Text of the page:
I always assumed that the Trooper armor was part of an all-purpose enviromenal battle suit. If you think of it in terms with our own bulletproof vests that police wear, or the Improved Ballistic Armor (IBA) that coalition forces wear, then it is there to improve the chances of a wearer's protection. The original flak jackets were made for shrapnel, and had insertable metal plates that stopped pistol rounds, while we now have plates that can stop military-grade rounds.
Yeah. Nothing's foolproof.
If you also think of what the Star Wars weapons are capable of (blasters are essentially particle accelerators, while lightsabers are high-frequency tight-beam energy swords), what could one use to protect against as such? Practical armor probably isn't practical; too bulky, too heavy, etc. Remember that we've had bullets for a lot longer than we've had a means to personally protect ourselves from them. You would think that a protable deflector shield would be rather standard issue, as the Gungans had them in the Battle of Naboo.
Here is evidence that the armor offers some protection. In line with phantom's answer, the energy blast gets dispersed although the trooper may be knocked out for a while.
In the canon Clone Wars cartoon series (S2 E10, "The Deserter"), Rex gets shot just below the neck but survives. You can see the black mark on his suit. Given that the sniper rifle used on him is more powerful than a normal blaster, I'd imagine that the armor is probably reasonably effective.
The new canon novel "Battlefront: Twilight Company" shows that stormtrooper armor is not necessarily as vulnerable as may be perceived by the films / tv series as several protagonists mention / think of the armor as strong and forbidding (too many instances to cite)
Additionally, the armor has recording capabilities that can be used to reprimand (or possibly reward) soldiers:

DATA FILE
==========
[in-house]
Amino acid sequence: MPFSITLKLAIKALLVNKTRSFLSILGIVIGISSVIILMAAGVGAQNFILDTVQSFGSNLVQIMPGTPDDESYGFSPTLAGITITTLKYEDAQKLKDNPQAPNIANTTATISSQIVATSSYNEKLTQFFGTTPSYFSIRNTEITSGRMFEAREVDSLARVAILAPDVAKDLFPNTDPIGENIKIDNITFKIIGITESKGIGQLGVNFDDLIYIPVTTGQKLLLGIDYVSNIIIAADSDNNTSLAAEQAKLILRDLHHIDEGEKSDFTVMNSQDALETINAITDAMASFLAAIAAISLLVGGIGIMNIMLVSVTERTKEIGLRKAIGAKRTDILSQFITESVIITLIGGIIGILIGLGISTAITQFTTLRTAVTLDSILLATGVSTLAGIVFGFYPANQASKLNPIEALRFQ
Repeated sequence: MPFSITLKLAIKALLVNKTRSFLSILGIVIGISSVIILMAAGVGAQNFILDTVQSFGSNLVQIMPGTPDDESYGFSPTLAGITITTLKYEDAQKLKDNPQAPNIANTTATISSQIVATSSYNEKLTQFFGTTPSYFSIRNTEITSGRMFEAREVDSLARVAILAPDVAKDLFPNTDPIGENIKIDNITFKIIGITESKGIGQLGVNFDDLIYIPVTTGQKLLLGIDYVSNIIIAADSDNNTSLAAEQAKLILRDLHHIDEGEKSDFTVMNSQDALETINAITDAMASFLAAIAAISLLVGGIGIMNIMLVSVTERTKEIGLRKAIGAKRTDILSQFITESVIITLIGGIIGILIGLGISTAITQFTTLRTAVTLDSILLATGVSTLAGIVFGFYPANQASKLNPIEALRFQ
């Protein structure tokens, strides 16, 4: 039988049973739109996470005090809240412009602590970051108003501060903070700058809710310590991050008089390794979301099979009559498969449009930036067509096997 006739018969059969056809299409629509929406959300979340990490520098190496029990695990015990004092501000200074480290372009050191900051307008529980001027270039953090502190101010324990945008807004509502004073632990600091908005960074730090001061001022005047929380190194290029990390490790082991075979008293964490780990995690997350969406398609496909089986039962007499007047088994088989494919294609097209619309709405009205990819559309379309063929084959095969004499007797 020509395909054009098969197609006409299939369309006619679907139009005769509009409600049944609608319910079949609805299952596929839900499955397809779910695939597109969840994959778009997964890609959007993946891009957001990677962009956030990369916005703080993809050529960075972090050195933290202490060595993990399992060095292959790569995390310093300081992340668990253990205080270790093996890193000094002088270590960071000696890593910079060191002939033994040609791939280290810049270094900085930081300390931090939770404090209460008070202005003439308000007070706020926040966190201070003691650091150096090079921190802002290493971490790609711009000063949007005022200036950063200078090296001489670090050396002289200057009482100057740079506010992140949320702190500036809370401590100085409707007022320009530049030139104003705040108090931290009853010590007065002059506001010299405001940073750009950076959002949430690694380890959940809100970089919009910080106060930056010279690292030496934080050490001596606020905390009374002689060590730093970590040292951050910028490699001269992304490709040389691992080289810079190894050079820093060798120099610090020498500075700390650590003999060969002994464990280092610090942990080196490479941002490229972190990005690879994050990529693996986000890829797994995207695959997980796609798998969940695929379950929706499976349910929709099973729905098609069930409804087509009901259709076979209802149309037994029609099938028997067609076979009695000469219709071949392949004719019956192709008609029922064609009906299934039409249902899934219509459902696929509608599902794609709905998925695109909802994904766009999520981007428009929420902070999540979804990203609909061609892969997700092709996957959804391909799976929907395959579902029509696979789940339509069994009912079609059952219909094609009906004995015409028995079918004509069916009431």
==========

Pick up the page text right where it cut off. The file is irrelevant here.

"When her armor's memory was downloaded, she'd probably be caught, her indiscretion flagged and automatically appended to her record"
"You know that stormtrooper armor has environmental controls? Internal cooling options?"
In addition to (most of) the above answers, one must remember that the Empire needed to maintain uniformity among its ranks. The Stormtrooper armor, as well as the armors of their more specialized units, served both as protection and as a symbol of unit and rank structure.
Additionally again, it made certain that Imperial units were identified by the populace, and the black-and-white style of the armor became a symbol itself. It almost acted as it's own propaganda for the Empire.
They wear armor because it looks cool, just like how the Polish Zouaves of Death wore red fezes with their black uniforms.
The great thing about making Science Fiction movies is that if they catch on, people will devote hours of their lives to justifying incongruities that were clearly meant to be overlooked for the sake of story-telling in a visual medium.
ST armor is like today's armor. Gives a chance at survival. It's not meant to deflect rounds like they are nothing. It's meant to allow you to survive, not necessarily be totally unharmed. A 7.62 striking you in the chest will stop you dead, and knock you over. Ceramic strike faces will provide one hit protection. The ST armor works the same way. You don't die, good enough. You would have injuries, but SW medicine allows for quick healing.